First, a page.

The Navy’s newest littoral combat ship (LCS), the future USS Little Rock (LCS 9), will be christened Saturday, July 18, during a 10 a.m. CDT ceremony at Marinette Marine Corporation‘s shipyard in Marinette, Wisconsin. The event will be webcast live at http://navylive.dodlive.mil under the webcast section.
The Honorable Ray Mabus, secretary of the Navy will deliver the ceremony’s principal address. Janée L. Bonner, spouse of the Honorable Josiah “Jo” Bonner, former U.S. representative of Alabama, is the ship’s sponsor. Bonner will officially christen the ship Little Rock.
“The christening of the future USS Little Rock is a celebration of our incredible shipbuilding industry and the men and women who worked so hard to build this great ship,” said Mabus. “It is also a reminder of the importance of connecting the American people with the sailors and Marines who sail aboard our ships, often far from home, to protect the freedoms we enjoy. The name Little Rock will tie this ship and her crew, regardless of their position on the globe, to a great American city…just as it did when I served aboard the first USS Little Rock during my years in the Navy.”
The fifth littoral combat ship of the Freedom variant will bear the name Little Rock to honor the capital city of Arkansas. Designated LCS 9, the littoral combat ship will be the second ship of the U.S. Navy to bear the name Little Rock.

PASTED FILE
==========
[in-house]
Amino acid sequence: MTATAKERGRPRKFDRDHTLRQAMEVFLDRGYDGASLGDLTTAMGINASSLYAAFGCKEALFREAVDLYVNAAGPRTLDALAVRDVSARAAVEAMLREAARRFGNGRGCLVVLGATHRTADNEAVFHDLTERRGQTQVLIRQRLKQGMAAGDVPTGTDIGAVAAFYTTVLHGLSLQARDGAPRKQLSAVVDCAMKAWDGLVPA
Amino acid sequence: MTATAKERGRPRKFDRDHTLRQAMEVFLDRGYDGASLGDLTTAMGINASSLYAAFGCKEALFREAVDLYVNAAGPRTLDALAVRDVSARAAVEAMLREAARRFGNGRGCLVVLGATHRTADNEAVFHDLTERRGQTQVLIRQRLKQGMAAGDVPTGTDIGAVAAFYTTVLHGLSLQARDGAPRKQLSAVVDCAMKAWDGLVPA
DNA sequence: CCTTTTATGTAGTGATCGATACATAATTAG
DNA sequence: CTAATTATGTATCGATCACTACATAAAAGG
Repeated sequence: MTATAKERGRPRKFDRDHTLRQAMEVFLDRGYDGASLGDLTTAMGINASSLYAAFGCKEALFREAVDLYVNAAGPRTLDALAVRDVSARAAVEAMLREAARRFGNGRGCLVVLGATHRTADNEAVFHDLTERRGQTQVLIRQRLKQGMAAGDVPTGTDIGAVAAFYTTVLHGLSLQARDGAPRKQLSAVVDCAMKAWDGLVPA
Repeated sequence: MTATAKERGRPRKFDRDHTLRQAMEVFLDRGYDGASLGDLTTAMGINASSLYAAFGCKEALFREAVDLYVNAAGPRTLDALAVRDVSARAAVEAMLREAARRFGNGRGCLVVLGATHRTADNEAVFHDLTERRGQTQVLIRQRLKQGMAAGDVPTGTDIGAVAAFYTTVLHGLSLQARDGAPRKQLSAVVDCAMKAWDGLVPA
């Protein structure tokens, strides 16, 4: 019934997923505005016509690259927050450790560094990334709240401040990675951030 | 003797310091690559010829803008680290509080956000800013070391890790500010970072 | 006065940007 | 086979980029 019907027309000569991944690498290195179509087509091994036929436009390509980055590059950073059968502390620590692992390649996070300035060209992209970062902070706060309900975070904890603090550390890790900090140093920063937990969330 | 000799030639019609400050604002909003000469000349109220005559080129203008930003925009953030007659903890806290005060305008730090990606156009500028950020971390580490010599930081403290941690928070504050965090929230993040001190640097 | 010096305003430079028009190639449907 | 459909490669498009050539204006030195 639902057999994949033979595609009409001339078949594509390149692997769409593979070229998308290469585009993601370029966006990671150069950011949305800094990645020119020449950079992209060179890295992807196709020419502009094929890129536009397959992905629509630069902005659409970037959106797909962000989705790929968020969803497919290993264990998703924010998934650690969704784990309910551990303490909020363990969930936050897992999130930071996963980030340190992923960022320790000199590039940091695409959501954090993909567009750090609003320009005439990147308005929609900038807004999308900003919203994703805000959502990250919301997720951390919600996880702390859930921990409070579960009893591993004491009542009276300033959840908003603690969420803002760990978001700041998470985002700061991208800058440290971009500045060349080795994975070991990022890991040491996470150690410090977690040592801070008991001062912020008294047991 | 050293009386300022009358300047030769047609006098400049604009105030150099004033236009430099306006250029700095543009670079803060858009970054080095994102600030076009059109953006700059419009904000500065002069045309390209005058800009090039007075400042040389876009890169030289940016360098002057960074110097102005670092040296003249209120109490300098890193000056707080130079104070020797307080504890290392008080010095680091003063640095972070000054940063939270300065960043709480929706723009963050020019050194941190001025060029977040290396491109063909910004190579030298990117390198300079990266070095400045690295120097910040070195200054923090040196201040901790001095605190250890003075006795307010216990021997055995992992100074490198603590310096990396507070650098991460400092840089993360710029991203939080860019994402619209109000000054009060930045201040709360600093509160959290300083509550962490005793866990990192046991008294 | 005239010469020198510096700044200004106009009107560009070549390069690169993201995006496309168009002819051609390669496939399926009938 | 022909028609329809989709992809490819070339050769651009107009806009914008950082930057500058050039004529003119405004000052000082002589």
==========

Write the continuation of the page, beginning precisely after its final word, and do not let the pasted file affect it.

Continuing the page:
The first USS Little Rock (CL 92) was in service from 1945-1949, serving off Cuba, transiting the Panama Canal. Later, she sailed in the Mediterranean 1947-1948. After a three-year conversion to a guided-missile cruiser, USS Little Rock (CLG 4) was recommissioned in 1960. During November 1961, Little Rock was ordered to the waters off Santo Domingo to provide stability during a period of unrest that following the assassination of President Rafael Trujillo.
USS Little Rock was the 6th Fleet’s flagship during the Arab-Israeli Six-Day War June 5-10, 1967. On June 5, 1975, USS Little Rock represented the United States during the ceremony at Port Said, Egypt, for the reopening of the Suez Canal that had been closed since the June 1967 Six-Day War. She was the only foreign warship in the official flotilla that sailed down the canal to Ismailia for the occasion.
In 1975, Little Rock and other ships of the 6th Fleet provided protection and assistance during the June-July 1976 evacuations of non-Lebanese citizens of Beirut, Lebanon. Little Rock was decommissioned on Nov. 22, 1976, and then donated as a museum ship. On June 30, 1979, USS Little Rock opened to the public, at the Buffalo and Erie County Naval and Military Park, Buffalo, New York.
LCS delivers enhanced capability to the fleet. The future USS Little Rock was laid down June 27, 2013. At 3400-tons, it is 388 feet in length, has a beam of 57 feet, and can operate at more than 40 knots. The LCS seaframes will be outfitted with reconfigurable payloads, called mission modules (made up of mission systems and support equipment), which can be changed out quickly. These modules combine with crew detachments and aviation assets to become complete mission packages, which will deploy manned and unmanned vehicles and sensors in support of mine countermeasures, anti-submarine warfare, or surface warfare missions. The ship’s commissioning date is anticipated to be in 2016.
Additional information about the LCS class, Freedom variant, is available online athttp://www.navy.mil/navydata/fact_display.asp?cid=4200&tid=1650&ct=4
Release No: NR-284-15
July 17, 2015